It can often feel like some people just have all the luck.
Luck by definition is based on chance. But according Richard Wiseman, a psychology professor and author of "The Luck Factor," your actions and mindset can increase your chances of being lucky.
In his 10-year study published in 2003, Wiseman spoke to 400 people who either self-identified as "lucky" or "unlucky" and found that those who continually had good luck, professionally and personally, responded to situations in similar ways.
Here are the four common traits he found lucky people shared:
1. They leap at opportunities.
Lucky people are not set on a fixed way of achieving their goals. This kind of flexibility puts them in situations where they're more likely to meet and network with new people, according to Wiseman's research.
“It is easy for people to exhaust the opportunities in their life. Keep on talking to the same people in the same way. Keep taking the same route to and from work. Keep going to the same places on vacation," Wiseman writes in the study. "But new or even random experiences introduce the potential for new opportunities."
2. They listen to their intuition.
Personality tests revealed that unlucky people are generally more tense and anxious, Wiseman found. That anxiety can lead to indecision.
Lucky people, on the other hand, often make quick decisions by listening to their intuition. By trusting their gut, they're more likely to take action and expose themselves to new opportunities.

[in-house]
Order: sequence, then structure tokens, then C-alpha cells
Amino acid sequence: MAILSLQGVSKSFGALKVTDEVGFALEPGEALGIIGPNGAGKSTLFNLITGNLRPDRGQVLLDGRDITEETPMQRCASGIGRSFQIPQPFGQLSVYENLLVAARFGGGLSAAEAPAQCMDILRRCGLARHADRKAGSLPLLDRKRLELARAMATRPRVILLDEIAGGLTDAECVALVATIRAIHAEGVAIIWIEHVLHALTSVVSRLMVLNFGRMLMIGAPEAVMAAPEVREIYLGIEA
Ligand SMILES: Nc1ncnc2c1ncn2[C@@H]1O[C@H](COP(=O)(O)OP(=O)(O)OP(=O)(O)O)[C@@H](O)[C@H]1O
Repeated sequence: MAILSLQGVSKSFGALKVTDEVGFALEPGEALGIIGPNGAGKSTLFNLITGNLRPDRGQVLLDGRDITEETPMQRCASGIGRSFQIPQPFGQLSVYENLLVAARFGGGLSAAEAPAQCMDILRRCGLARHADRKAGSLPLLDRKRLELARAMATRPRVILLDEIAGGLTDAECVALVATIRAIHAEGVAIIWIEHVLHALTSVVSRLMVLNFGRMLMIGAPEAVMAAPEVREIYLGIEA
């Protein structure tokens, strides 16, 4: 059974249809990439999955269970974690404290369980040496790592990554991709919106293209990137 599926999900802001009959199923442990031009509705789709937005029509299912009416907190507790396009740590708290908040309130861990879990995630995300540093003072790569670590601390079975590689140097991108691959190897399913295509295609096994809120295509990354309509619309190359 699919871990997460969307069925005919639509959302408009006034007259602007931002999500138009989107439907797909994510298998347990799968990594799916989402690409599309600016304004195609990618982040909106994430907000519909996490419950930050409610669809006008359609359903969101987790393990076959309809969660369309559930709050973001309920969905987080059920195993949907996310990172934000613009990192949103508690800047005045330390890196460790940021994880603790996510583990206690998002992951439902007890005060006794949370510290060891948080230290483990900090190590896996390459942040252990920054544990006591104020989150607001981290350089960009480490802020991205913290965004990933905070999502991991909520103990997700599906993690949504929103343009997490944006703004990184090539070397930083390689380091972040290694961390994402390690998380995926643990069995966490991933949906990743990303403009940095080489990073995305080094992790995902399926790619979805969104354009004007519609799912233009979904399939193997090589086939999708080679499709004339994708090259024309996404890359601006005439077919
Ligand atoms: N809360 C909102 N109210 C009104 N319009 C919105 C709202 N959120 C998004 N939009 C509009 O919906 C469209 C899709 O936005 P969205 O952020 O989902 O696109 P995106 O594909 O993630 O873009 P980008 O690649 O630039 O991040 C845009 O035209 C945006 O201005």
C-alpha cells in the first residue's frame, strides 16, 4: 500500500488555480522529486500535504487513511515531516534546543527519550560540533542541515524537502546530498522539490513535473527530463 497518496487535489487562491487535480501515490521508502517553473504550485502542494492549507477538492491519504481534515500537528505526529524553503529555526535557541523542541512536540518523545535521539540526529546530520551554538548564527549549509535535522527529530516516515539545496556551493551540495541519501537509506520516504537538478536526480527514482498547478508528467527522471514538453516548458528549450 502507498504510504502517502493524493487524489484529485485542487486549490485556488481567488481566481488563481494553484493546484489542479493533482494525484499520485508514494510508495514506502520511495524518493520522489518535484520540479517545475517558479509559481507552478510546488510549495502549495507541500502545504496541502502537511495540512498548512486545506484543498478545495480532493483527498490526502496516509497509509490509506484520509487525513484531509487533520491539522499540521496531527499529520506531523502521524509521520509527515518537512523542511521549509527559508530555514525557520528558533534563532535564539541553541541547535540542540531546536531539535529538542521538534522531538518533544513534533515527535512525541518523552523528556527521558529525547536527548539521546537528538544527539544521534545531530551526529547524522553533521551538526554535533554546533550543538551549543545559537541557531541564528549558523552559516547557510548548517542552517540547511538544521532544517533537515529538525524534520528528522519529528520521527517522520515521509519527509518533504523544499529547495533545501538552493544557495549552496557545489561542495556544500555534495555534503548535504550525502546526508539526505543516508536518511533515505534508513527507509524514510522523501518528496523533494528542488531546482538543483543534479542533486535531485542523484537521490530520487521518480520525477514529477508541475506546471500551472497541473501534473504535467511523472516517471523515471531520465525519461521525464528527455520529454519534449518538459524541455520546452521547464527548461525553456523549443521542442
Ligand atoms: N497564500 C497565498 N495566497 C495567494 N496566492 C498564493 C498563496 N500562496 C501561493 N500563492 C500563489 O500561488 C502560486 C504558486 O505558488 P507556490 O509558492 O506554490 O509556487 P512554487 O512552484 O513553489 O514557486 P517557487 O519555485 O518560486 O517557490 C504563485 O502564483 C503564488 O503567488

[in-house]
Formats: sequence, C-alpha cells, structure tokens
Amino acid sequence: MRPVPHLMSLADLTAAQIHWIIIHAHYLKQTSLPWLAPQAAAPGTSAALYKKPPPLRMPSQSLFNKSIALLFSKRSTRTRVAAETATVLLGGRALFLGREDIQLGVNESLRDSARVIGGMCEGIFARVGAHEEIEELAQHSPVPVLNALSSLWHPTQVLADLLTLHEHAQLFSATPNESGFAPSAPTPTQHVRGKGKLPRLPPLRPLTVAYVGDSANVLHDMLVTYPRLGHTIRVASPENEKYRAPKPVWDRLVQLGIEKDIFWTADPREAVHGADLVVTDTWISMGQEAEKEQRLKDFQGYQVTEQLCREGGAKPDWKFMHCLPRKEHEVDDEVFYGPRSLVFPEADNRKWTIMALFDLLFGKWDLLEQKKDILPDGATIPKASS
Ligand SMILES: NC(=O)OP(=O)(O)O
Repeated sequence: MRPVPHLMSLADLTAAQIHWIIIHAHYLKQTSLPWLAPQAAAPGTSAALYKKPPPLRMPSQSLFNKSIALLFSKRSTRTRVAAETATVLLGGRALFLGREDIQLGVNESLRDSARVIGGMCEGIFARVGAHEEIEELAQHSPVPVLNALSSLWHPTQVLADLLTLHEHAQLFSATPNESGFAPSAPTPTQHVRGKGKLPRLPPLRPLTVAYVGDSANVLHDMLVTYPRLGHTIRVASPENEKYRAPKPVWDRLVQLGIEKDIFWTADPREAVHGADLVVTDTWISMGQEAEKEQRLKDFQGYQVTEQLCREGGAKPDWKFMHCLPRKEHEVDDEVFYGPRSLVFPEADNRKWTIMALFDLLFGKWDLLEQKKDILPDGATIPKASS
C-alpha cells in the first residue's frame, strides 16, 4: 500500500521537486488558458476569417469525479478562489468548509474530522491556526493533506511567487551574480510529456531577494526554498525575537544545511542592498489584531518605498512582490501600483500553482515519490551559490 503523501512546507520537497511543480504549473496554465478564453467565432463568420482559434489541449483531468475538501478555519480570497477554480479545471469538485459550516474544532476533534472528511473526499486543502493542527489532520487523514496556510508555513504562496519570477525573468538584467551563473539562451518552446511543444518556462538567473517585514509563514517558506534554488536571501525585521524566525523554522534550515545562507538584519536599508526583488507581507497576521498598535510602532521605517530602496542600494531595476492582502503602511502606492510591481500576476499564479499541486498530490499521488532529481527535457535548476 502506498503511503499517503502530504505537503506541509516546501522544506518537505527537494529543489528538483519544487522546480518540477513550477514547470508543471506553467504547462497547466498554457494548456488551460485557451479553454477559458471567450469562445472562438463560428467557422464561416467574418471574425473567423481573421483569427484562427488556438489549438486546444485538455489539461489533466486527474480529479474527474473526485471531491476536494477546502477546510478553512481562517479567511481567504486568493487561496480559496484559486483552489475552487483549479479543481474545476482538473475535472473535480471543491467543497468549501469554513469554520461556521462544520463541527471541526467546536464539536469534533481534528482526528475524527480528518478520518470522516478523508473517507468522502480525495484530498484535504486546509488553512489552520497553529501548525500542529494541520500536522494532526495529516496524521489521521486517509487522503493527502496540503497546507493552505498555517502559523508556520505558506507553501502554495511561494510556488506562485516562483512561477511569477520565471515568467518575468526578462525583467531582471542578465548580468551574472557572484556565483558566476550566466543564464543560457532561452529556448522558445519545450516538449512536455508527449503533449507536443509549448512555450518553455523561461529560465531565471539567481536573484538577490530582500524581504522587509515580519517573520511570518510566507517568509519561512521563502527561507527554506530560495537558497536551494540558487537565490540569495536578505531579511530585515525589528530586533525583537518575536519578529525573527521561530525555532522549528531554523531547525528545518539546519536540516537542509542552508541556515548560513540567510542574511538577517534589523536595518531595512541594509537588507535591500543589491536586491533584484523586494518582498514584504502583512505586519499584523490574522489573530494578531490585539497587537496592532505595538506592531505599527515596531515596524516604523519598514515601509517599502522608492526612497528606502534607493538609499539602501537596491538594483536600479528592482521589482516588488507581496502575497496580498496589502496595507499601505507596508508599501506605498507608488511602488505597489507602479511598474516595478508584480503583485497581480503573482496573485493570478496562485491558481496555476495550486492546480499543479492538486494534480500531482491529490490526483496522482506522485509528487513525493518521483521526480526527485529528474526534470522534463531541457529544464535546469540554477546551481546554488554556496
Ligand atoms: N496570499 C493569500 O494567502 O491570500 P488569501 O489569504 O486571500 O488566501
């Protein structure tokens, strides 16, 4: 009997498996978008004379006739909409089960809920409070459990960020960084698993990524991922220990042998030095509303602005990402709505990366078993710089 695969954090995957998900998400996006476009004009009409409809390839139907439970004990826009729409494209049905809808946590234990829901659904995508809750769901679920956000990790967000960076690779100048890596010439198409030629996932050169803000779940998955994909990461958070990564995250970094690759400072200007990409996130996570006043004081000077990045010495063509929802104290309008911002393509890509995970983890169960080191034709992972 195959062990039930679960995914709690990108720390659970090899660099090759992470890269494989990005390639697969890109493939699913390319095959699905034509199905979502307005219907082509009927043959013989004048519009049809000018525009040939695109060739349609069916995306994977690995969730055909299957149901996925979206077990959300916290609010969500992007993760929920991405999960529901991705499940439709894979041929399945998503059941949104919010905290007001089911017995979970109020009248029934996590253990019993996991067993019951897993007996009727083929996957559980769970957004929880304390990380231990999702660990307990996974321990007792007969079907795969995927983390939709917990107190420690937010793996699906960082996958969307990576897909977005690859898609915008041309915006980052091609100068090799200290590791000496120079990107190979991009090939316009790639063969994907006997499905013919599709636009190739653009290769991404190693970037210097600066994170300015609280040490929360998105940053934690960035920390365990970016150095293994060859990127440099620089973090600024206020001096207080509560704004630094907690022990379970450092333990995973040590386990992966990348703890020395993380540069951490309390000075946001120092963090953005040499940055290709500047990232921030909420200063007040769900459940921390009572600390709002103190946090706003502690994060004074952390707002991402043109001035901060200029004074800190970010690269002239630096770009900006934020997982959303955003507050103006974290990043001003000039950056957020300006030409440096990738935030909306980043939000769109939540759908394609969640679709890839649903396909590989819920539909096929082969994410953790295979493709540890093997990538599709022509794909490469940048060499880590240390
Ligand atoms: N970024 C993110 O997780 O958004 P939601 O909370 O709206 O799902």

3. They are optimists.
In Wiseman's research, lucky people often still found something positive about an "unlucky" situation.
In one experiment, he asked people to imagine a scenario where they are waiting in a bank when "an armed robber enters the bank, fires a shot, and the bullet hits them in the arm."
Is this event lucky or unlucky?
"Unlucky people tended to say that this would be enormously unlucky and it would be just their bad luck to be in the bank during the robbery," Wiseman writes.
"In contrast, lucky people viewed the scenario as being far luckier, and often spontaneously commented on how the situation could have been far worse. As one lucky participant commented, 'It's lucky because you could have been shot in the head. Also, you could sell your story to the newspapers and make some money."
4. They are resilient.
Lucky people bounce back even when things don’t go their way.
"They tend to imagine spontaneously how the bad luck they encounter could have been worse and, in doing so, they feel much better about themselves and their lives," according to Wiseman.
"This, in turn, helps keep their expectations about the future high and increases the likelihood of them continuing to live a lucky life."
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